About Erica F
Lives in Rome, Italy
Since Sep 2007
I am a travel and food writer based in Rome. For the past ten years, I have traveled up and down the Italian peninsula in search of great street art and even better food. I've traveled on my own, with my dog, with friends, with a boyfriend, and with a baby who is now a crazy six-year-old. Each time I see Italy differently. I keep returning to Sicily-- can't get enough of that island!
Geologic Formations, Volcanoes, Mountains
Ancient Ruins, Sacred & Religious Sites
Ancient Ruins, Historic Sites
Gift & Speciality Shops
Nicolosi is a quiet town at the base of Mount Etna, and a great base for a day of exploring. It is tiny and friendly, with excellent restaurants and cafes.
Etna is Europe's largest active volcano and is in a constant state of flux. Hiking along its peaks (or visiting via luxury SUV) is an excellent way to get a feel for southern Sicily and just enjoy a few moments of relaxation. This is an all-day affair, so plan to come in the morning, and bring layers and extra endurance with you!
This is a great local spot for a much-needed evening chow-down. Its traditional Sicilian menu features plenty of seasonal surprises, like trofie ai porcini and panzotti alle noci. Plus, keep your eyes open for the caponata, a deepfried, chopped eggplant salad. Each town makes its own version and Nicolosi's is divine.
An amazing example of Greater Grecian art and architecture, national monument and UNESCO Heritage Site, the Valley of the Temples is the ultimate Sicilian must-see.
Head to Siracusa for more Greek civilization. Siracusa's Greek Theatre is a great site to walk through for its spectacular size, amazing setting and the fact that it is still in use as a theatre. It is part of a larger archaeological park complex which includes a Roman arena and a quarry known as Caravaggio's ear.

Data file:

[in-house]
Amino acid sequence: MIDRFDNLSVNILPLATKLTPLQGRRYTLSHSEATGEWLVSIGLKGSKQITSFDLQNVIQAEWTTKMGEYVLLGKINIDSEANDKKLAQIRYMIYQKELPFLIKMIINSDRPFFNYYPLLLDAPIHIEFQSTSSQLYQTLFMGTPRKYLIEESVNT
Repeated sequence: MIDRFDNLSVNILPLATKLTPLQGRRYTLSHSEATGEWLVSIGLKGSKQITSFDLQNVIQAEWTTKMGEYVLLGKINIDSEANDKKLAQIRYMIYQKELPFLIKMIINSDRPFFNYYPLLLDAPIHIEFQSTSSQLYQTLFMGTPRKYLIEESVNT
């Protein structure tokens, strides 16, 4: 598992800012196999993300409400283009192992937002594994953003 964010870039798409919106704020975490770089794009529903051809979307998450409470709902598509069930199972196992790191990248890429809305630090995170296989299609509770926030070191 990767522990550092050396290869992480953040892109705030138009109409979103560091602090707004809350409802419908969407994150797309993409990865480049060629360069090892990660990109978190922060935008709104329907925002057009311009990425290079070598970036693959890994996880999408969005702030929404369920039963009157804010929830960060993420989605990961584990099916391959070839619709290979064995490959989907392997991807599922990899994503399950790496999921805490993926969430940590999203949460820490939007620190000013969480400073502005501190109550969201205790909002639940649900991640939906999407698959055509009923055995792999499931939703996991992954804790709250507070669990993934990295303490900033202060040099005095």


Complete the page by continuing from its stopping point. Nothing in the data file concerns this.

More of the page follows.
Legend has it that Fonte Aretusa is where nymph Arthusa was turned into a stream by Artemis in order to help her escape from her over-excited suitor, Alphaeus. This ancient spring water site still exists, and runs under Ortigia, the small island off of Siracusa.
Clandestino is a local enoteca with a waitstaff that knows everything about the huge variety of beer and wine offered on its voluminous list. Sicilian wines are, of course, by far in favor, and Clandestino also has excellent, locally sourced fish on the menu, plus makes its own granita (Italian ice).
South-eastern Sicily is the home of Sicilian Baroque architecture, meaning beautiful curves and a propensity for decorative elements. Starting off with a walk around Ragusa, you'll soon get a feel for the wealth of the 17th century Kingdom of the Two Sicilies.
Michelin-starred Duomo was the first restaurant in Sicily to be awarded a Michelin star, and keeps rising. It is not pretentious, but rather faithful to the Sicilian vibe, even with its creative haute cuisine.
Antica Dolceria Bonajuto is Modica's historic chocolate and pastry shop. In the 16th century, chocolate (invented by the Aztecs from Mexico's Oaxaca region) was first brought to Europe, and its recipe perfected in Modica. In 1880, Antica Dolceria Bonajuto was founded, and the owners began making chocolate using the very same method: Heated, ground cocoa seeds, granulated sugar, and ingredients like salt, cinnamon and vanilla.
Quiet Noto is part of the south-eastern Sicily trifecta Ragusa-Modica-Noto. Another amazing example of Sicilian Baroque architecture, Noto looks like something out of a fairytale and is a great place for an afternoon walk.